2. The other tool is made from PVC and is 2.75" OD, rigid. Between the 2, I should be able to sand internally with consistent and FAST results.
  3. Sandpaper bonds to sanding mandrels with 3M 77 spray.
  4. Constructed a tool that will allow me to do internal fillets through the rear that should deposit exactly what I want in precisely the spot I want... with good delivery control regardless of viscosity.
  5. Figured out how to use a 2" PVC coupler to back/buck the air frame internal wall when drilling holes through air frame.... Coupler goes in.... wedges go in from either end and cross under the coupler to wedge it true and secure against the reverse sides of the through holes.
  6. Got some fresh wide and narrow 3M "Sharp Line" Blue masking tape for the external fillets.
  7. Making a tool to pull external fillets that won't be "wonky" if you don't keep the pull tool at a constant angle.
** Got my latest hardware in from McMaster-Carr.... mostly av-bay stuff, but some bench stock and tools.
** Made a "run-through" of the construction notes I drafted yesterday to proof them, add and refine steps.

Should be ready to ACTUALLY build tomorrow.

Pictures coming... :cool:
 
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cautery

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Filleting Tool - IF it works like I think it will, and after I get the production process settled, I may well put together a SET of fillet pull tools in a range of radii from say 1/4" - 1" by eighths?

Perhaps a master set with as many different radii as I can stuff in the range... Gotta buy bags of the materials anyway. Just need to design/build the tooling/jigs to make it fast and consistent from tool to tool.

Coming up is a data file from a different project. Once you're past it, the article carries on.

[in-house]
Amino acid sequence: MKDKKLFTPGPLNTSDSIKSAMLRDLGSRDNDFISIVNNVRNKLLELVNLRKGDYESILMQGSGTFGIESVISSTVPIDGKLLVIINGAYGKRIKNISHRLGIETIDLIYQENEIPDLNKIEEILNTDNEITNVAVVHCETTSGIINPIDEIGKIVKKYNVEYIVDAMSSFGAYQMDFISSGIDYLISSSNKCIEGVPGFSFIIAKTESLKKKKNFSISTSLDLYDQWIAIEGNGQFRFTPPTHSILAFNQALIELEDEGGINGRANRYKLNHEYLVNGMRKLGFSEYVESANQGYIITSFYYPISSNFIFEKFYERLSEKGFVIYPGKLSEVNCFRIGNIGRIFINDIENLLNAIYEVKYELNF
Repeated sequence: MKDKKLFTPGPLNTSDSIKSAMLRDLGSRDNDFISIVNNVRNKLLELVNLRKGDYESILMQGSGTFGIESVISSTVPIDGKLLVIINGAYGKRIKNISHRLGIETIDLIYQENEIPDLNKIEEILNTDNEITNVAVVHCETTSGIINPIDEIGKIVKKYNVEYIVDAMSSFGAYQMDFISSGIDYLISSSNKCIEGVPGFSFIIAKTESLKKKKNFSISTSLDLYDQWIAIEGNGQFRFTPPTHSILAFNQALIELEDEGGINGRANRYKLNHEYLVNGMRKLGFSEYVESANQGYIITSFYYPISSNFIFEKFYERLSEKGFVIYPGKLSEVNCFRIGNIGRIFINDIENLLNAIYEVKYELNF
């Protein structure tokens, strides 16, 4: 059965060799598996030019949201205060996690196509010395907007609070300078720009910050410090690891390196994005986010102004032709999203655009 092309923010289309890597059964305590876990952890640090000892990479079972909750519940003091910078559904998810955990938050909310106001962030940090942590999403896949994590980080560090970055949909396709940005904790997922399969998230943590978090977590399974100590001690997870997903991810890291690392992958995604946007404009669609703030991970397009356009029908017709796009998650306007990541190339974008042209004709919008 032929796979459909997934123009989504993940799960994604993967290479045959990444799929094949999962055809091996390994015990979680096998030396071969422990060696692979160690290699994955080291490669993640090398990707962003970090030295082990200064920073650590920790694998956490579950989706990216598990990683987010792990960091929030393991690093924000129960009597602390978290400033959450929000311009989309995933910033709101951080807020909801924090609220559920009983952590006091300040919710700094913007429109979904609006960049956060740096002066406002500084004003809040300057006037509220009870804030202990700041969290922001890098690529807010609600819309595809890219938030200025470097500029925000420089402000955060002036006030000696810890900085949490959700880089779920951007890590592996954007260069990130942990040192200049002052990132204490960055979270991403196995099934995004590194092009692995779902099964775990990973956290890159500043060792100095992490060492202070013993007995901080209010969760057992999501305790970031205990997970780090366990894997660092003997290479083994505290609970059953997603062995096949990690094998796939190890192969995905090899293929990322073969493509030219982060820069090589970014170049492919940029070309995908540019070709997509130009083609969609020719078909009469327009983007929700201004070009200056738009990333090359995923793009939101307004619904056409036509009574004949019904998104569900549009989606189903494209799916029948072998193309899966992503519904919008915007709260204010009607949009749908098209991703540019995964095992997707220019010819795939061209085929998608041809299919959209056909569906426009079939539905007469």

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Left: 3-piece set of 4-40 taps, pen vise with drill bit for 4-40, filleting tool.

Right: Pulling a fillet against my space bar. Using a sphere means that it will pull the same regardless of the angle to hold it (assuming you keep the 4-40 threaded rod out of the adhesive.


20221207_144255[1].jpg

I can make a bunch more of them. Just need a drill jig so I can run them through the drill press to drill AND tap them faster.
 
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cautery

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Internal Air Frame Sanding Tool - 3" air frame vs. big hands.... To get a complete and consistent sanding of the inside of the air frame requires a TOOL!

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LEFT: Just a few PVC parts. But add some 3MM 77 Spray adhesive and top-quality 3M wet/dry 220 paper and you get the tool at RIGHT. It's not glued yet, so I can use a handle longer than 24" if I want/need to do so. The sandpaper rolls right up on the coupler, sticks, stays put, and the bushing needed no modification beyond truing it up with a sanding block with 220 grit wet/dry. There was some molding flash and plastic sag just back from the edges. Got that cleaned up.

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LEFT: The OD of the 2" coupler is just under 2.75" or so. Undersized for the 3" frame. But as long as you are paying attention, it works marvelously. RIGHT: I only put a 24" handle on it for now, and the Punisher 3 is pretty short.I can reach all I NEED to reach from the back. But I CAN also sand for the forward Rail Button PEM nut from fwd end of the tube.

Very happy with this tool!
 

cautery

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Drilling Backer, PVC cylindrical, 2.92" OD, sacrificial - Fiber wound fiberglass tubing blows out badly if you do not take measures to mitigate the damage.
I am using a backer made from PVC Pipe 2-1/2 in. x 20 ft. SDR-21 (CL 200). Finding PVC in 2-1/2" is tough, but I happened to have a 20' stick for pneumatic antenna launcher barrels.

It came out NICE! And works REALLY well!